In 1980, onchocerciasis was reported by the ophthalmologist, probably an
American, from the hospital on the Khamis Mushayt airbase where Stealth
bombers were stationed during the 1991 Gulf War.
(scroll down to letter #7 at the following link)
Most residents of regions endemic for filarial infections have been
exposed, at least to some small extent.
Michael A Forgione, is Chief of Infectious Diseases at the hospital on
the Keesler Air Force Base at Biloxi, Mississippi.
He co-authored a paper describing onchocerciasis as an infection
affecting “multiple organ systems” which is much the same as describing it as a “multisymptom illness”.
“Background: Onchocerciasis is a chronic parasitic disease caused by the filarial nematode Onchocerca volvulus. Infection affects multiple organ systems . . . . . . . .”
Coauthor(s): Robert A Schwartz, MD, MPH, Professor and Head of
Dermatology, Professor of Medicine, Professor of Pediatrics, Professor of
Pathology, Professor of Preventive Medicine and Community Health, UMDNJ-New Jersey Medical School; Rajendra Kapila, MD, MBBS, Associate Professor, Department of Medicine, UMDNJ, New Jersey Medical School; Michael A Forgione, Jr, MD, Chief of Infectious Diseases, Instructor, Department of Medicine, Keesler Medical Center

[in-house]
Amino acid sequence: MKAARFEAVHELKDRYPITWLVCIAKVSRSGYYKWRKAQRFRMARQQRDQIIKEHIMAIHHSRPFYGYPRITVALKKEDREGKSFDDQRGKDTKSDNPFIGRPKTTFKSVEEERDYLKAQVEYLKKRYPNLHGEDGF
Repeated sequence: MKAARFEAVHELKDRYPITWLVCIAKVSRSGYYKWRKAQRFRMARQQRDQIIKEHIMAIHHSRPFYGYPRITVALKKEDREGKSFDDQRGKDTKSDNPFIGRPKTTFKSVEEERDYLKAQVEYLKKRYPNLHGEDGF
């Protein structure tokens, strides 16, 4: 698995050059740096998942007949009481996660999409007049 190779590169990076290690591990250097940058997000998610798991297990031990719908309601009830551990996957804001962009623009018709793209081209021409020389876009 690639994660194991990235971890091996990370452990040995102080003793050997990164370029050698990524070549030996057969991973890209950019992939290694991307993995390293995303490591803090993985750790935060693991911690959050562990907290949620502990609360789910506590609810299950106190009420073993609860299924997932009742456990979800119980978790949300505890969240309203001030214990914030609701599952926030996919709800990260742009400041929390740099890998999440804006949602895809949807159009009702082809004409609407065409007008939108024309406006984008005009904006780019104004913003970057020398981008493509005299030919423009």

The Air Force Logistics Management Agency (AFMLA) is a USAF management think tank based at Maxwell AFB in Alabama. They report directly to the head of Air Force logistics in the Pentagon.
According to AFMLA, military health risk assessors identified
onchocerciasis as an endemic health risk prior to the deployment of troops to Arabia in 1990. This prediction led, in part, to the acknowledged
overuse of pesticides during the conflict.
(scroll down to the bottom of page 19 of the pdf to find)
“Personnel were also exposed to the effects of the desert environment.
Health hazards associated with the desert environment vary. Hazards which particularly worried military health officials were onchocerciasis (“river blindness”), bilharzias (schistosomiasis), malaria and strangely enough, rabies. River blindness was common in this theater and is caused when an individual is bitten by the black fly—an insect smaller than a common housefly that injects its larva into the bloodstream . . . . . . . .”
It therefore follows that the US military predicted that onchocerciasis, presenting as multisymptom illness, would become symptomatic in large numbers of deployed personnel at any time following the required 18+ months incubation period. This is exactly what happened.
Consequently, it is surprising that CDC commissioned Fukuda and
co-workers to investigate a “mystery illness” that some claimed was
afflicting Gulf War veterans, although it was already known that the likely
cause was onchocerciasis. Nevertheless, Fukuda and co-workers failed to
investigate a single veteran for onchocerciasis, that they described as a
“multisymptom illness” in the US Air Force veterans they investigated.
Fukuda K, Nisenbaum R, Stewart G, Thompson WW, Robin L, Washko RM, et al. Chronic multisymptom illness affecting Air Force veterans of the Gulf War. Journal of the American Medical Association 1998;280:981–8.
That the involvement of onchocerciasis in GWS has been ignored, or even
concealed, is not in question. The question is why? I submit that it is
reasonable for Americans to demand that both the USAF and CDC account for themselves.